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SSE energy price rise causes NIA to recommend thermal insulation

Improving the thermal insulation qualities of a house can reduce a home's carbon footprint and help homeowners save money.

This is according to the National Insulation Association (NIA), which recommended that homeowners take advantage of grants and subsidies in order to help them pay for the cost of lagging their home.

It made this statement in response to news that many Brits may have to face hikes of as much as £100 in their gas and electricity bills, with SSE revealing that on October 15th, it plans to increase its customer's average bills by nine per cent.

However, the NIA suggested that this rise in expenditure could be dealt with through loft and cavity wall insulation, which can be paid for through the Carbon Emissions Reduction Target scheme that concludes in December.

Furthermore, people who have lagging installed by an NIA member will be able to benefit from an independent 25-year guarantee from the Cavity Wall Insulation Guarantee Agency.

NIA installers are also obliged to abide by a Code of Professional Practice, the group stated.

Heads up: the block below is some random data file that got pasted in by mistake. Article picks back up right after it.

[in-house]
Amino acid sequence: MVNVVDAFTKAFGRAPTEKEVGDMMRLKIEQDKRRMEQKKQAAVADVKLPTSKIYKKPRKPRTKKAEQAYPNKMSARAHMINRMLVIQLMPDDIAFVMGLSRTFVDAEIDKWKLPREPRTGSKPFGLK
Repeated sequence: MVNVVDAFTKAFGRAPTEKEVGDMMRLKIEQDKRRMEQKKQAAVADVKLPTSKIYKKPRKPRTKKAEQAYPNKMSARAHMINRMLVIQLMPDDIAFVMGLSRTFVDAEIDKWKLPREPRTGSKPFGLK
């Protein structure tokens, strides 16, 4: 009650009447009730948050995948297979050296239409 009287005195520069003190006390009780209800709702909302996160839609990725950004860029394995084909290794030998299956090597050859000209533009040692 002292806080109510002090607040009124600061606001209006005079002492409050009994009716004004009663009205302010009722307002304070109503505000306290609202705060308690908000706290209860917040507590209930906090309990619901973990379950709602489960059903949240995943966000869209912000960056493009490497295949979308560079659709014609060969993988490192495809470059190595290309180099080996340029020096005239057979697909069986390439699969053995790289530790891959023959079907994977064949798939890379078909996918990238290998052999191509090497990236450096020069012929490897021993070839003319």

It suggested that the heat produced by radiators, under floor heating or other central heating devices is lost through uninsulated lofts and walls, with more than 50 per cent of a property's heat potentially escaping from a house in this way.

People whose homes require solid wall insulation could benefit from energy savings of around £460, with this reduction in expenditure continuing year-on-year.

Furthermore, a house's annual carbon footprint can be curtailed by approximately two tonnes as a result of this renovation, the NIA stated.

Households that require solid wall lagging frequently spend more money on this refurbishment, but the energy savings the installation results in are larger.

Lagging walls without cavities can require the addition of dry lining insulation on the interior of the property or waterproof insulation on its exterior.

Posted by Paul Taylor